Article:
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When you compare a track like “Scott’s House” to the album’s opener, “Restless Year”, it seems as if they both come from different worlds. The music here is brooding and agitated when compared to the casually optimistic country-folk of “Scott’s House”, featuring lashing guitar licks that create a wave of distortion under serenely twinkling keys and Steven Gates’ quivering vocals. The musical difference between the two tracks is prevalent, but once again the thematic focus on contemplation throughout We Are America emerges and Gates and Crouse find themselves in similar states with differing musical accompaniments. Just like “Scott’s House” though, “Restless Year” is a great accomplishment that serves as a thoroughly exciting opener that introduces Caledonia’s infectious array of indie-rock to the listener. “Some years come and they go, and you never know how close you came,” he sings, once again touching upon the feelings of regret, anxiety, and hope that the members portray throughout We Are America. The album’s primary focus is the harmful nature of self-doubt and how it contributes heavily to blame and an utter lack of morale. It is a topic that they explore effectively, nonetheless helped by an impressive musical backdrop that exposes indie-rock in the way it should be: diverse and ardently effective.

Diversity is one thing that Caledonia tout masterfully throughout We Are America. Check out “Too Old”, where keyboardist Ian Bent lends his songwriting chops to the mix. This results in a light ‘70s pop flair to the tracks, backed by the appropriate overlapping vocal harmonies and breezy demeanor. Bent originally had no plain of joining an indie-rock group, as he found success on the classical music circuit. However, after learning of Caledonia’s great potential, he could not resist lending a hand. Like the other four members in Caledonia, his sense of musicianship is wholly impressive but he also has the ability to relay anecdotal matters into wonderfully melodic results. Drummer Steve Reble does this like the rest as well, writing the lyrics for “Friday Night Rock Song” after being inspired by Ah Ha’s “Take on Me”. Reble’s brother had previously collapsed from a viral infection, and while in the hospital Reble had aided him in re-acquiring his voice by singing along to Ah Ha’s ‘80s favorite. While this sounds more in touch with this decade’s sound, a similar component can be found in an anthemic chorus that erupts after a build-up of guitars and keys. The chorus sounds like something The Walkmen would attempt, refined by polished guitar solos and tightly interwoven piano progressions. “Don’t write me off,” he croons during the chorus, summing up the album’s theme quite perfectly. They show that confidence is key to success, and this debut album is perfect indication of that.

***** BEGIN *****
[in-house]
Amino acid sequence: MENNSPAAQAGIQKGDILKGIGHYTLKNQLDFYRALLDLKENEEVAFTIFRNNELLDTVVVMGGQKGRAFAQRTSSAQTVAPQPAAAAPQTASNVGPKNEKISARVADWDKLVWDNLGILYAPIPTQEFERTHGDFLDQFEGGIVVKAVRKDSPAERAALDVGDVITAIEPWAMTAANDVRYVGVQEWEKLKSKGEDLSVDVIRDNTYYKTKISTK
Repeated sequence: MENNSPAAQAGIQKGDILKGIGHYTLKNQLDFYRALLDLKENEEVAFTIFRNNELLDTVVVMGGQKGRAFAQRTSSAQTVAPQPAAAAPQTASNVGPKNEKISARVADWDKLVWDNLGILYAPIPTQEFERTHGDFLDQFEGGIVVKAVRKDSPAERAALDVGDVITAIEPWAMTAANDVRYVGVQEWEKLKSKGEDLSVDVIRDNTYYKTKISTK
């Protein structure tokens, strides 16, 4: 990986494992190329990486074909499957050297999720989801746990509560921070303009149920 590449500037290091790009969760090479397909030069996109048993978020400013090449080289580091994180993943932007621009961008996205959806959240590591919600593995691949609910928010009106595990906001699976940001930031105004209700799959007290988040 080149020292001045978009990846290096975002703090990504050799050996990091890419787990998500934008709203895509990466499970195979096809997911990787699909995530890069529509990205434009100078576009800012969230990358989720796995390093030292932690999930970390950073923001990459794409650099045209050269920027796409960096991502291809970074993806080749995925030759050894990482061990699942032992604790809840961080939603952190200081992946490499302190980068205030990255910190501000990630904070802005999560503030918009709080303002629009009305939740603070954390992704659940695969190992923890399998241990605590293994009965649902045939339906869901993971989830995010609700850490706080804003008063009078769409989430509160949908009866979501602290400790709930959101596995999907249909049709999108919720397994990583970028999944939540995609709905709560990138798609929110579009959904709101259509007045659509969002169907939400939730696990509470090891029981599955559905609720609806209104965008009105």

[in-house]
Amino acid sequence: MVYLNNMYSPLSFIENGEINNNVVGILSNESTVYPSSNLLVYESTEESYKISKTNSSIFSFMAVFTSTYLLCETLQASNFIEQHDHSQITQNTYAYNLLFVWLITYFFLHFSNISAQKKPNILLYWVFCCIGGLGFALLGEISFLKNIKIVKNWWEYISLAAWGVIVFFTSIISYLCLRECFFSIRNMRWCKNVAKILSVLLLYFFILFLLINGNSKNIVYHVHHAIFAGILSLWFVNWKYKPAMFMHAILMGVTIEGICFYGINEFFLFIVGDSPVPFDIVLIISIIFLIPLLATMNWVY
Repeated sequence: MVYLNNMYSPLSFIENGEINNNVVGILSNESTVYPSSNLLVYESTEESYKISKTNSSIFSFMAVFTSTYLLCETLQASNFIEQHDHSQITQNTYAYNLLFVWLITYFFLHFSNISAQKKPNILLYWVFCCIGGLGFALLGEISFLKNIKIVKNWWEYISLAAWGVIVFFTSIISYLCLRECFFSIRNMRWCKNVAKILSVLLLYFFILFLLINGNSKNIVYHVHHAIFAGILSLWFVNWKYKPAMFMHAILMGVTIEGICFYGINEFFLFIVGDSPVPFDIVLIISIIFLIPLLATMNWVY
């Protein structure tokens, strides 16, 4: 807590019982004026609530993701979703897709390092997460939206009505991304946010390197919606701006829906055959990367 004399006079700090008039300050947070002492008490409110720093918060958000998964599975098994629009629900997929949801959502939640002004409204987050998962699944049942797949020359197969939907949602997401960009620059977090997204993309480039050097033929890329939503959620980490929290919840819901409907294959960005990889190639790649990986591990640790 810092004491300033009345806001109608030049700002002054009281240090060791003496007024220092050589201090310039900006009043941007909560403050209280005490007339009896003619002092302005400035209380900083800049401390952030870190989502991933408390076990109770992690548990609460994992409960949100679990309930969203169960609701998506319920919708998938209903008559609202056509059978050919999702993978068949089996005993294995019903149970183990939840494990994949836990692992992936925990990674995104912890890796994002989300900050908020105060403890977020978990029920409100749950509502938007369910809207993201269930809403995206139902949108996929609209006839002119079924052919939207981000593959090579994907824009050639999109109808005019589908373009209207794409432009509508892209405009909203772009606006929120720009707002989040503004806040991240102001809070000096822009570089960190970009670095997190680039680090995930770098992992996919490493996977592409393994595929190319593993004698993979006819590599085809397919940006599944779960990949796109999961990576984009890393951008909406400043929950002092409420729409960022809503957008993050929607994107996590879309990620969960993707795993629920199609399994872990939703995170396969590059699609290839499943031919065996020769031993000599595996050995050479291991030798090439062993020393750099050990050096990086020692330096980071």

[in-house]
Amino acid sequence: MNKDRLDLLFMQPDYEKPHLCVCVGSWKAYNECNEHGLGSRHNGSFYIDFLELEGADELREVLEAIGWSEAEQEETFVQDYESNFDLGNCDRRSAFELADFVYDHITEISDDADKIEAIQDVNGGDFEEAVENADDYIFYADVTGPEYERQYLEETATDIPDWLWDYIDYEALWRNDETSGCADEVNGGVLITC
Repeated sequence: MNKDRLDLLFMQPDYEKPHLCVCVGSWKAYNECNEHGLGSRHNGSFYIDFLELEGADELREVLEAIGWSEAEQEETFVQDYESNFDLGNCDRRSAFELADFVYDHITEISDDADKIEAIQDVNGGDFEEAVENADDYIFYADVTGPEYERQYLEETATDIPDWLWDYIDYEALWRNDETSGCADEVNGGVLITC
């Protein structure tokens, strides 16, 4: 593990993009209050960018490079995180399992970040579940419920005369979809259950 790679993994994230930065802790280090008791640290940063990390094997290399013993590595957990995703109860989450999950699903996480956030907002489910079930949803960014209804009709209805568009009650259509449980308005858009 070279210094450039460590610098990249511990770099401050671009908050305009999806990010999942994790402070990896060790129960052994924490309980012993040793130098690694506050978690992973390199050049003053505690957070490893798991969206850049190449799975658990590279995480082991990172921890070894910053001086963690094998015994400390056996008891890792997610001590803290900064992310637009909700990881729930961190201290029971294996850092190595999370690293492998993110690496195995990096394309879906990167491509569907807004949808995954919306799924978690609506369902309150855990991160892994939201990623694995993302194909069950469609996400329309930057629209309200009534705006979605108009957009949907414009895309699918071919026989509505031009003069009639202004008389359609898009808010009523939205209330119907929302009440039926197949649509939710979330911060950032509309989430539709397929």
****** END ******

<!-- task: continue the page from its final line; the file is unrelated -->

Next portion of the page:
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Caledonia – Restless Year

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Caledonia – Scott’s House

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Caledonia – Too Old

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Mike Mineo

 
I'm the founder/editor of Obscure Sound. I used to write for PopMatters and Stylus Magazine. Send your music to [email protected].